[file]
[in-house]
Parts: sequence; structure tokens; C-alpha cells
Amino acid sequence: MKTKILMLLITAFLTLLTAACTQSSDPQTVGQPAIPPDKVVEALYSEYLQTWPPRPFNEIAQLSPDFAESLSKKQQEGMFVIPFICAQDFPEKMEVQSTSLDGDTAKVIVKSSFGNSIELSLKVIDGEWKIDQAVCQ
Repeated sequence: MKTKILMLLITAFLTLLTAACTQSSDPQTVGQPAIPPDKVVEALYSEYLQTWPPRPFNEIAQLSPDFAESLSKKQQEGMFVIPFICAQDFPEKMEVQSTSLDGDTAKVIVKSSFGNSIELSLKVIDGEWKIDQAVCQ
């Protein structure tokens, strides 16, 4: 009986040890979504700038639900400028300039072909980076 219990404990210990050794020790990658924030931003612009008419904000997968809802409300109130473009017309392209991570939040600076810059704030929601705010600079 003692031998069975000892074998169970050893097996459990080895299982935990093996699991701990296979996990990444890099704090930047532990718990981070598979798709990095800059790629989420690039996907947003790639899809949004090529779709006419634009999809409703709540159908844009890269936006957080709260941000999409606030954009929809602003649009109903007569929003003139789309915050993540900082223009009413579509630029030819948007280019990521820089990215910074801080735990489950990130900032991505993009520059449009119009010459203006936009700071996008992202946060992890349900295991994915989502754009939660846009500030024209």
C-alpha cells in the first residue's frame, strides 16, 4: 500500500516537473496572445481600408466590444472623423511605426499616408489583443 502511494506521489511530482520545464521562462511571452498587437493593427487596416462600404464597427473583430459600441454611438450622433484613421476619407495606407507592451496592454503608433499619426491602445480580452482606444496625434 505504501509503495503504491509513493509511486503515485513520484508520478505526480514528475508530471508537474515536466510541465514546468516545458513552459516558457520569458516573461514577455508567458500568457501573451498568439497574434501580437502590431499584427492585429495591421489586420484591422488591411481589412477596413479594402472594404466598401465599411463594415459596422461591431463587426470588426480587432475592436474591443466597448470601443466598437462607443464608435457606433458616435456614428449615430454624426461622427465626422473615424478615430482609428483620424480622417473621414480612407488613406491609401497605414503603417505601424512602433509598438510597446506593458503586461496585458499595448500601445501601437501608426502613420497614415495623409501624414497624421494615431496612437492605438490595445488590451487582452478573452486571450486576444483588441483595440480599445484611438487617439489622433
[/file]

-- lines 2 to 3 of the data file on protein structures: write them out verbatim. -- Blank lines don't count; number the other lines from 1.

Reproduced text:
Parts: sequence; structure tokens; C-alpha cells
Amino acid sequence: MKTKILMLLITAFLTLLTAACTQSSDPQTVGQPAIPPDKVVEALYSEYLQTWPPRPFNEIAQLSPDFAESLSKKQQEGMFVIPFICAQDFPEKMEVQSTSLDGDTAKVIVKSSFGNSIELSLKVIDGEWKIDQAVCQ